How Leading Questions Lead to Biased Market Research
by Mike Poirier
Market researchers need to be critical of survey design, because we’re knee-deep in it every day. DIY survey solutions have emerged as a cost-effective solution for companies to obtain consumer feedback. However these solutions lack the expertise of market research professionals. They tend to allow for unnecessary errors in survey design. One of the most dangerous and prevalent issues that lead to bias errors is asking leading questions. I’m going to show how leading questions can adversely affect responses so that they generate biased market research. Then I’ll show demonstrate how to rephrase questions so that they no longer promote bias.
A leading question is one that influences an individual to provide a particular response. The point of survey research is to obtain objective consumer feedback. It is crucial that questions are clearly crafted so answers are based solely on respondents’ perspectives.
Here are a couple examples of leading questions I’ve seen in surveys over the past few years.
“Are you more likely to purchase Brand ABC over others because of your experience?”
This question was in an on-site intercept survey at an event marketing program. “Are you more likely” is leading. It’s worded like a “yes/no” question, but it influences respondents to think in terms of being “more likely” to purchase. Responses are biased toward the brand. The brand team may look like rock stars when the program is finished, but they’ll never know how much of the reported purchase intent was elicited from the wording of the question rather than the respondent’s true perspective.
Here is a more objective way to word that question:
“How likely are you to purchase Brand ABC over other brands because of your experience?”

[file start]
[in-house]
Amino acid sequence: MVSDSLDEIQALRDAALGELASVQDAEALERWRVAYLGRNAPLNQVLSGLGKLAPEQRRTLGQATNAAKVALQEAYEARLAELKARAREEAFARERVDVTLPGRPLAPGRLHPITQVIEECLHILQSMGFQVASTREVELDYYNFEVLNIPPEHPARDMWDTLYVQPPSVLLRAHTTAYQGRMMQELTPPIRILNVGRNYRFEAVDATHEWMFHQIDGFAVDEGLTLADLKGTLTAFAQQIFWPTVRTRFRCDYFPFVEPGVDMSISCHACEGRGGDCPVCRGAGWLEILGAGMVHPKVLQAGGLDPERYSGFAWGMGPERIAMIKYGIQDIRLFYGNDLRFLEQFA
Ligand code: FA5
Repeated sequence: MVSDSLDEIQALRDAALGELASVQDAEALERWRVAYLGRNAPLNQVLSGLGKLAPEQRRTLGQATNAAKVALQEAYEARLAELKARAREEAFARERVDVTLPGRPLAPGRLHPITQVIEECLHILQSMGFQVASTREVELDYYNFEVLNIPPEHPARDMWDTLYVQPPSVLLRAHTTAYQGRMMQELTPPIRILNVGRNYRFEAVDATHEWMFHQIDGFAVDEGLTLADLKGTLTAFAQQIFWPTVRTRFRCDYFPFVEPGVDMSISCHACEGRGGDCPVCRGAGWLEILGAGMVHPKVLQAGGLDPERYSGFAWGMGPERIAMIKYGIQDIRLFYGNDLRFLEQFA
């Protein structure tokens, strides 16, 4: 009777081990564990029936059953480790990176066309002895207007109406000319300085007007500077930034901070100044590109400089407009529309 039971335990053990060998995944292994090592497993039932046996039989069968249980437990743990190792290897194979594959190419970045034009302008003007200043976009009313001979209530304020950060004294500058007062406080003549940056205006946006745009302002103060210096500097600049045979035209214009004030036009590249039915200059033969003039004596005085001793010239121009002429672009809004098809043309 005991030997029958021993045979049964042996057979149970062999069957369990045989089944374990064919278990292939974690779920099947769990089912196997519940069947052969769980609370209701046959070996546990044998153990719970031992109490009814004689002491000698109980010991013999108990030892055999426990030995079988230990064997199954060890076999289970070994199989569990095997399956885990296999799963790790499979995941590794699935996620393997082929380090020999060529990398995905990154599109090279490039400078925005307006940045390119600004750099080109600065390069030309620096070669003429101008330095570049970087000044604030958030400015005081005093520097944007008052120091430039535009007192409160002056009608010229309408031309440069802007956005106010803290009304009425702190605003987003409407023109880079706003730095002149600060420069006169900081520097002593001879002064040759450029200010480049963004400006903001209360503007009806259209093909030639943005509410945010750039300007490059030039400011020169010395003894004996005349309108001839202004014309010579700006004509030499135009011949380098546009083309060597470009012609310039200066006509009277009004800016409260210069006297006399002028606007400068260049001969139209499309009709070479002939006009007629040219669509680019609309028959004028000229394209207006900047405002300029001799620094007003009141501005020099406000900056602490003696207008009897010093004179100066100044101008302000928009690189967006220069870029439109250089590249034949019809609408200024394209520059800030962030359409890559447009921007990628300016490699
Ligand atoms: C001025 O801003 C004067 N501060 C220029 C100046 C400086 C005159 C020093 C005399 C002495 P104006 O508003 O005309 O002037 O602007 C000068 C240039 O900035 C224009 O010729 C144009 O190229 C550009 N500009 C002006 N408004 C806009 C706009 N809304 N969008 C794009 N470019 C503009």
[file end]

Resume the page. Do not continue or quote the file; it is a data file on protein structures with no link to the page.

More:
The respondent is not guided to give a positive or negative response. The answer is elicited from a purely personal attitude. Responses can be analyzed using a Likert scale. We usually use a five-point scale, with five being “Extremely Likely” and one being “Extremely Unlikely.” There’s merit to using a seven or a ten-point scale as well, but five fits well with brief, on-site intercepts. See an earlier post of mine on eliminating interviewer bias.
More Examples from Qualitative Research
Leading questions are also a problem in qualitative research. Here is an example from Herman & Bentley, 1993:
“How good was the treatment your baby got at the health center?”
“How good” is leading. It suggests that “good” treatment part of the expected answer. Respondents may avoid providing constructive feedback based on the wording of the question.
A more objective way to ask the question is as follows:
“How do you feel about the treatment your baby received at the health center?”
Like the previous example, the respondent is encouraged to answer objectively, based solely on his or her experience.
If you’re looking for help obtaining objective consumer feedback, reach out to us. If you’re going to use a DIY solution, heed best practices by designing questions that eliminate the possibility of biased market research.
Photo Source: https://www.flickr.com/photos/luckyno3/